Some Things are Meant to be Secret

I was reading an interesting post by Tim Bray today about how he thinks everything should be open.

Now, most of my experience is in the packaged software world and not that of IT departments in big companies, so my view is somewhat different than his. I can understand why a customer company that is basing its business of a piece of software might want the right to look inside it to see what is going on, but that doesn’t necessarily mean that it’s a great idea across the rest of the software industry.  

Here’s why – when you develop a piece of packaged software, sometimes you only have a short amount of time to establish your product as a viable entity in the marketplace. If your competitors could just look inside your source code to see how you accomplished a certain feature that their product doesn’t provide, then your fledgling product would be neutralized almost instantly.

When I worked at Quark, we had a heated rivalry with Aldus Corp (now Adobe) and their product, PageMaker. Quark introduced several key desktop publishing features in version 3.0 that essentially cemented our lead over PageMaker in the DTP market. Had Aldus been able to get a hold of our source code, Quark’s trade secrets, along with the enormous amount of money we had invested in R&D to develop QuarkXPress 3 would have been for naught. Aldus would simply have copied our algorithms and updated their product to match ours.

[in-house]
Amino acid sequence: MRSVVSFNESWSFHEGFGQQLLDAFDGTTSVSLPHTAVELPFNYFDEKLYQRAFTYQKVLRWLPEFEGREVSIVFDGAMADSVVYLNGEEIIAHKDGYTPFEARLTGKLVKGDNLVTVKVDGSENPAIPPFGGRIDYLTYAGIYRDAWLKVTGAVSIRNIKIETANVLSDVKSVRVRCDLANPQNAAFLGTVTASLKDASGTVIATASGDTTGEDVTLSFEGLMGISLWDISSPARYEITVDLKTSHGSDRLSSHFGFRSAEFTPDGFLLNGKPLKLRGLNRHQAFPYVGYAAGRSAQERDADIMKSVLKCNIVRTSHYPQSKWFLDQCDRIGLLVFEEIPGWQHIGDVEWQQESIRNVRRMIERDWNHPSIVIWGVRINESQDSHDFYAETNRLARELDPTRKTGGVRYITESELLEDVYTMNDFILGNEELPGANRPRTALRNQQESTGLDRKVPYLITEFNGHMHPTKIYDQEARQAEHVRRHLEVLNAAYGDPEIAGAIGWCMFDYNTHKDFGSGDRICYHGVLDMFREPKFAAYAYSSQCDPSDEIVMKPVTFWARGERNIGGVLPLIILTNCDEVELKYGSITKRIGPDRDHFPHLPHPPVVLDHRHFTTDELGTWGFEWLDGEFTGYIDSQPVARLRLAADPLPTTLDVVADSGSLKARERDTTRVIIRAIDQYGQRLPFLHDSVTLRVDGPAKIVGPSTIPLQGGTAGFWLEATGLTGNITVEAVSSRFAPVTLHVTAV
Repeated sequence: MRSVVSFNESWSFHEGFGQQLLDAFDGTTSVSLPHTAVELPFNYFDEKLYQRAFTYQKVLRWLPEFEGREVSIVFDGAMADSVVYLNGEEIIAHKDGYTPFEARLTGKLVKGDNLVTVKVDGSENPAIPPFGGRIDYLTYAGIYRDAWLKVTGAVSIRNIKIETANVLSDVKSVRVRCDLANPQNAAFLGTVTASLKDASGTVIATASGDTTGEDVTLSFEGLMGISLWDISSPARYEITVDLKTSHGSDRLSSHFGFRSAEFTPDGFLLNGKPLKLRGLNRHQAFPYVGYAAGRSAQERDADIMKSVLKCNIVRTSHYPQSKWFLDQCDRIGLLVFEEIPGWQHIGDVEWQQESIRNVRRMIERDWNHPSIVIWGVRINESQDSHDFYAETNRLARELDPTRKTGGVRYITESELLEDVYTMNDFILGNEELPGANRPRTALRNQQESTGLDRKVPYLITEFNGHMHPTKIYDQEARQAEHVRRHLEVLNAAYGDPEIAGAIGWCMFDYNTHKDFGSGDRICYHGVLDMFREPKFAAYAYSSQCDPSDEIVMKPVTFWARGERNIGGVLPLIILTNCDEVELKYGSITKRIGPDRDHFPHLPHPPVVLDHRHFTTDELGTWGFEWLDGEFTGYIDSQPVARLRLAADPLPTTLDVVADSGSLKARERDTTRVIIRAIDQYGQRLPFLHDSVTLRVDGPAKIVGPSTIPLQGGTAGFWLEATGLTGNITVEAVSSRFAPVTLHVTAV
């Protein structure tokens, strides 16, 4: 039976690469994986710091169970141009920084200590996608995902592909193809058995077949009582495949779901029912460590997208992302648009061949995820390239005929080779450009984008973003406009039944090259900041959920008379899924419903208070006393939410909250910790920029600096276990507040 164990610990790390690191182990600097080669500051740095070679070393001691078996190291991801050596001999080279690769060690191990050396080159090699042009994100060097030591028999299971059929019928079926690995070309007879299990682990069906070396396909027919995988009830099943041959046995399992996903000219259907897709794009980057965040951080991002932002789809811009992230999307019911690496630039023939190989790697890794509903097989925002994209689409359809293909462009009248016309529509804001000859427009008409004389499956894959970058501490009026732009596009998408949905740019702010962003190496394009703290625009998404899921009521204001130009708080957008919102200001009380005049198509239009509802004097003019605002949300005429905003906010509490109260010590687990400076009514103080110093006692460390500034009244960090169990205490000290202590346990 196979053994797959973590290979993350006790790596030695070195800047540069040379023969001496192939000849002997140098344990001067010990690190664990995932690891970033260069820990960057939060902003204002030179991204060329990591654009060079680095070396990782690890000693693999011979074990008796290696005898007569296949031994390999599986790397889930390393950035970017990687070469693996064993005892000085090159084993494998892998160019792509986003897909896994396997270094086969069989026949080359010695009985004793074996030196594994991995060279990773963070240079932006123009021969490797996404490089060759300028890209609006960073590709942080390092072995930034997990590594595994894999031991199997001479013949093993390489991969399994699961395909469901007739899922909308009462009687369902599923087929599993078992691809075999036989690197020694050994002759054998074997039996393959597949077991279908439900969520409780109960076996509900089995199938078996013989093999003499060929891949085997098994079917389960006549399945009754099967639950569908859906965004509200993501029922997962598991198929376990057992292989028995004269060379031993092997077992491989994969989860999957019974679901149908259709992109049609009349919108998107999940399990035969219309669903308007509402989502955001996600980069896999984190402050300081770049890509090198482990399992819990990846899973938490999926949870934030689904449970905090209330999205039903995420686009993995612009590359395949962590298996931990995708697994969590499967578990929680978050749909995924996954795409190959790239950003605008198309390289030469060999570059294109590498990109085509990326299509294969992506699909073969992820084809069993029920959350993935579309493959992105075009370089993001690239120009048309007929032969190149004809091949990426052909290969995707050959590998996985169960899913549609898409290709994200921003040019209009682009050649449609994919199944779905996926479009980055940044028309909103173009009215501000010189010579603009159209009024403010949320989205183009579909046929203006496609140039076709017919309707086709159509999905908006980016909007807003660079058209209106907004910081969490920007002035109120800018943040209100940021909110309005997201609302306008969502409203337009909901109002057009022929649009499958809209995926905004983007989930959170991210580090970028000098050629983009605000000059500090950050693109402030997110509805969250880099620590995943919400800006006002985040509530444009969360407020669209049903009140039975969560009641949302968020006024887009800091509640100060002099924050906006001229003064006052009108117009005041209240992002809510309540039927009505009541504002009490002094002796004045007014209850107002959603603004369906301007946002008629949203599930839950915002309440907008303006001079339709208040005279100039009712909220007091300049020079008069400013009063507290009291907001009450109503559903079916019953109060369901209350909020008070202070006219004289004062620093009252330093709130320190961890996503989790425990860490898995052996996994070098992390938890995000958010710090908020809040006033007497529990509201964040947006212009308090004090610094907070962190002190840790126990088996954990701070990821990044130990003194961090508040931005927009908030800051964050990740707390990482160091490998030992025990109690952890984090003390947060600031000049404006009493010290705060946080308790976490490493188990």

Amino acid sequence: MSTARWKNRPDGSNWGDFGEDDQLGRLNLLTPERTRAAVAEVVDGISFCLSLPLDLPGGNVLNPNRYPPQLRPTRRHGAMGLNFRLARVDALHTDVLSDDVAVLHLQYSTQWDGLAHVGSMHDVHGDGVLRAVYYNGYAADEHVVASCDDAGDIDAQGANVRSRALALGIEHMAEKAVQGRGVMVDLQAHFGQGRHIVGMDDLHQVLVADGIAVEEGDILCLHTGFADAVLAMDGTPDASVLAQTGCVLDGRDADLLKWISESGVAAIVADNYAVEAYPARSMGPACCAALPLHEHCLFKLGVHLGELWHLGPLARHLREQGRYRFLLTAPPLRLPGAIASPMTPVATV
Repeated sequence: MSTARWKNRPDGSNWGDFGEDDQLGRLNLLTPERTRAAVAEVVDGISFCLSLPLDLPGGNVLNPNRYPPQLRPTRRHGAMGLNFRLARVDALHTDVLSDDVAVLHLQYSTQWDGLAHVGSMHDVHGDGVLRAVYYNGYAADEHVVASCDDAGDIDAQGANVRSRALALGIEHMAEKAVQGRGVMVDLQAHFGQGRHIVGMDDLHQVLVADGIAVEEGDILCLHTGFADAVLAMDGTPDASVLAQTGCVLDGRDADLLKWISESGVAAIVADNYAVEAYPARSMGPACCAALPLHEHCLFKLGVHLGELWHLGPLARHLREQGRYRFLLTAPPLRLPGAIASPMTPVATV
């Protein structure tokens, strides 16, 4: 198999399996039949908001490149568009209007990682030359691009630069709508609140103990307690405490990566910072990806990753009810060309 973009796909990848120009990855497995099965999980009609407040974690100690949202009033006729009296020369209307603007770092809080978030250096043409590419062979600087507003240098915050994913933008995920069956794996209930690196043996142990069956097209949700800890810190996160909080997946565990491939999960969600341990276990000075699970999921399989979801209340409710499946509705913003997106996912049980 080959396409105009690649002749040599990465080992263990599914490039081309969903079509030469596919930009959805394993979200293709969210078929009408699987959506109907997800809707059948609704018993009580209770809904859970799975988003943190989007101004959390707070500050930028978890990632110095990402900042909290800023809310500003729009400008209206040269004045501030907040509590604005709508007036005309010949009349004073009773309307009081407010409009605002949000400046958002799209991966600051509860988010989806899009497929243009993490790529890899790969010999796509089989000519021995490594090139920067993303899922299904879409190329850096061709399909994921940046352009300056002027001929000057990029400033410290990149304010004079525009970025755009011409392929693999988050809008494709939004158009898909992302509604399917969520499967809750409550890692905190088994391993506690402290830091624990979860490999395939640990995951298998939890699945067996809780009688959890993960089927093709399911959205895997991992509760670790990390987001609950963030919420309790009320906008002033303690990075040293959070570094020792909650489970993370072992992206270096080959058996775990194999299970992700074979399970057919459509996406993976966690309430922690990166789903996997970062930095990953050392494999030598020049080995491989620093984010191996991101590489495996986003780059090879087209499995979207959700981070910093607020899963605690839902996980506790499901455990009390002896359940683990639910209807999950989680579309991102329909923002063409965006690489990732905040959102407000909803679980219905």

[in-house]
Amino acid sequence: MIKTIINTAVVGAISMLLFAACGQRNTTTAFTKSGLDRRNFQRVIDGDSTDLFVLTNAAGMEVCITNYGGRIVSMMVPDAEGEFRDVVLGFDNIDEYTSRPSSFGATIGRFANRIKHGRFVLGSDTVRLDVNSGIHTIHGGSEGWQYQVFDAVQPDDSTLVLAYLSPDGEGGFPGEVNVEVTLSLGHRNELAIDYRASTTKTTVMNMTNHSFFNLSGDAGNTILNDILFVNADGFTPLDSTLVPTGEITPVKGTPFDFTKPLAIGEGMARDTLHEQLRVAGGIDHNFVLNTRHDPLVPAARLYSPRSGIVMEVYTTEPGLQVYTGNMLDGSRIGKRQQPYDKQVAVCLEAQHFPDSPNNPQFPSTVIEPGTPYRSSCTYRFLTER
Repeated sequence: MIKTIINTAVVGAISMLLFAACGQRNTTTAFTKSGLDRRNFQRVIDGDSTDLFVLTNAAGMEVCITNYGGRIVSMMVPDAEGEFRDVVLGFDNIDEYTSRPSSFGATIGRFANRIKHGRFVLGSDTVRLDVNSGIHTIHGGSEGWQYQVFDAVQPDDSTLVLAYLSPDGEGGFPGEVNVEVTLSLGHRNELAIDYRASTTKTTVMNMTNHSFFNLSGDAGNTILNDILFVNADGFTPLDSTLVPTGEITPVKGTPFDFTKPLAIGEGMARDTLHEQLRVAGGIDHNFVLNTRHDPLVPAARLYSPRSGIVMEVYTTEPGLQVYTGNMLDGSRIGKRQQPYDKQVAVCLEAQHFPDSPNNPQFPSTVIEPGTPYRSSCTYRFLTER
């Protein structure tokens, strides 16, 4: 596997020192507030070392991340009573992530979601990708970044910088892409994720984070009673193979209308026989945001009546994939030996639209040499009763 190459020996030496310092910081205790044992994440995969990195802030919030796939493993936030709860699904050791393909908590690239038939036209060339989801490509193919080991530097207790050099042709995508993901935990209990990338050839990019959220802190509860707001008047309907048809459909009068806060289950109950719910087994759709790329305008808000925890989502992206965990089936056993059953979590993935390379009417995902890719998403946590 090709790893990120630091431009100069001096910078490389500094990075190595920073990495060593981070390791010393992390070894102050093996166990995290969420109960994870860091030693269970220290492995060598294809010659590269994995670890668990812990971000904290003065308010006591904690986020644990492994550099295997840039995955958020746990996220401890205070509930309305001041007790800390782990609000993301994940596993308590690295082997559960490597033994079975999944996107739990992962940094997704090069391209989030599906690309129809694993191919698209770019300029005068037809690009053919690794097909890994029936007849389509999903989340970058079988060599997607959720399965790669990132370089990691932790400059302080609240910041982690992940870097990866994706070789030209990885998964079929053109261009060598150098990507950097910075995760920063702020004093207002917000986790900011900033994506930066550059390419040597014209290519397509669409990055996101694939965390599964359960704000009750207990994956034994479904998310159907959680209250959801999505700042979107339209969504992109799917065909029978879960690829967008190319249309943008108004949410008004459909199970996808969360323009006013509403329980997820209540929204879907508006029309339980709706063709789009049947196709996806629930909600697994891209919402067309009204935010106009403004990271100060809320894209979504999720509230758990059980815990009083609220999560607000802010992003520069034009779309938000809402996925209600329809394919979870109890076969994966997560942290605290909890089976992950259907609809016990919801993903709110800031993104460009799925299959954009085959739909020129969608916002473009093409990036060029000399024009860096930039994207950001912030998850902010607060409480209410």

I can go on and on with these examples – Dreamweaver, for example, had a fantastic feature whereby it would preserve the source code formatting that an HTML developer typed in. FrontPage didn’t have it. GoLive didn’t have it. PageMill didn’t have it. NetObjects Fusion didn’t have it. We spent a lot of time and money developing that feature, and it ended up being a key competitive advantage for us.

Now imagine that you’re the one competing with somebody like Macromedia, or Adobe, or IBM. You have a great idea for a product, you’ve done your market research, and you want to make a go of it. Now imagine telling potential investors and customers that yes, because your product is Open Source, anybody can read the code and see how you solved a particularly prickly problem that up until now nobody else has tackled well. How much investment capital do you think you’ll get? How many customers?

Tim says that "the days when the recipe for success included wrapping the engineering in a veil of secrecy, those days are gone". I don’t agree – I think that this is one area where the very idea of Open Source just falls flat on its face. Tim, how do you protect your competitive advantage when your competitors can just look at your source code and cherry-pick the best ideas? Not every company in the world can just become a services company and compete on price. There’s a reason why it’s called "intellectual property."

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